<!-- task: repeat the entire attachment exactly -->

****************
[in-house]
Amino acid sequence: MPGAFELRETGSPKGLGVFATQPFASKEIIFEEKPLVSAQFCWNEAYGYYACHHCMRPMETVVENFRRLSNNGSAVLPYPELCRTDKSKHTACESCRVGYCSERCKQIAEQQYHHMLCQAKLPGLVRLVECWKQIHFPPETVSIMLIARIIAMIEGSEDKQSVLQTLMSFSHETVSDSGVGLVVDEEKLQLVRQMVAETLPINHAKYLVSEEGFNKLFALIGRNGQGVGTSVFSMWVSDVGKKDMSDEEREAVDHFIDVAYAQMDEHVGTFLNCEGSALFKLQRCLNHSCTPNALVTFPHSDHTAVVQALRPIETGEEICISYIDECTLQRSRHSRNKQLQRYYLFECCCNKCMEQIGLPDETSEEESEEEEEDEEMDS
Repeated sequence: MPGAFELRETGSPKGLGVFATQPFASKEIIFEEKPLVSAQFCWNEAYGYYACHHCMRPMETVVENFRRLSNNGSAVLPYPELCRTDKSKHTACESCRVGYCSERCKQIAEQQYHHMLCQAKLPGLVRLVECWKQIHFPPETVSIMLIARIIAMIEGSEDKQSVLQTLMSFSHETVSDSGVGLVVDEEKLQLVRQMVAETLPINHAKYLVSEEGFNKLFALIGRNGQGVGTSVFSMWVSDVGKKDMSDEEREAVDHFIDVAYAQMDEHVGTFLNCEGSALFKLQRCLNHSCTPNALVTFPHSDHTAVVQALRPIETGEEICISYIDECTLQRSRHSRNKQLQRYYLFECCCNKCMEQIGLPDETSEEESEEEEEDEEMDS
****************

[in-house]
Amino acid sequence: MPGAFELRETGSPKGLGVFATQPFASKEIIFEEKPLVSAQFCWNEAYGYYACHHCMRPMETVVENFRRLSNNGSAVLPYPELCRTDKSKHTACESCRVGYCSERCKQIAEQQYHHMLCQAKLPGLVRLVECWKQIHFPPETVSIMLIARIIAMIEGSEDKQSVLQTLMSFSHETVSDSGVGLVVDEEKLQLVRQMVAETLPINHAKYLVSEEGFNKLFALIGRNGQGVGTSVFSMWVSDVGKKDMSDEEREAVDHFIDVAYAQMDEHVGTFLNCEGSALFKLQRCLNHSCTPNALVTFPHSDHTAVVQALRPIETGEEICISYIDECTLQRSRHSRNKQLQRYYLFECCCNKCMEQIGLPDETSEEESEEEEEDEEMDS
Repeated sequence: MPGAFELRETGSPKGLGVFATQPFASKEIIFEEKPLVSAQFCWNEAYGYYACHHCMRPMETVVENFRRLSNNGSAVLPYPELCRTDKSKHTACESCRVGYCSERCKQIAEQQYHHMLCQAKLPGLVRLVECWKQIHFPPETVSIMLIARIIAMIEGSEDKQSVLQTLMSFSHETVSDSGVGLVVDEEKLQLVRQMVAETLPINHAKYLVSEEGFNKLFALIGRNGQGVGTSVFSMWVSDVGKKDMSDEEREAVDHFIDVAYAQMDEHVGTFLNCEGSALFKLQRCLNHSCTPNALVTFPHSDHTAVVQALRPIETGEEICISYIDECTLQRSRHSRNKQLQRYYLFECCCNKCMEQIGLPDETSEEESEEEEEDEEMDS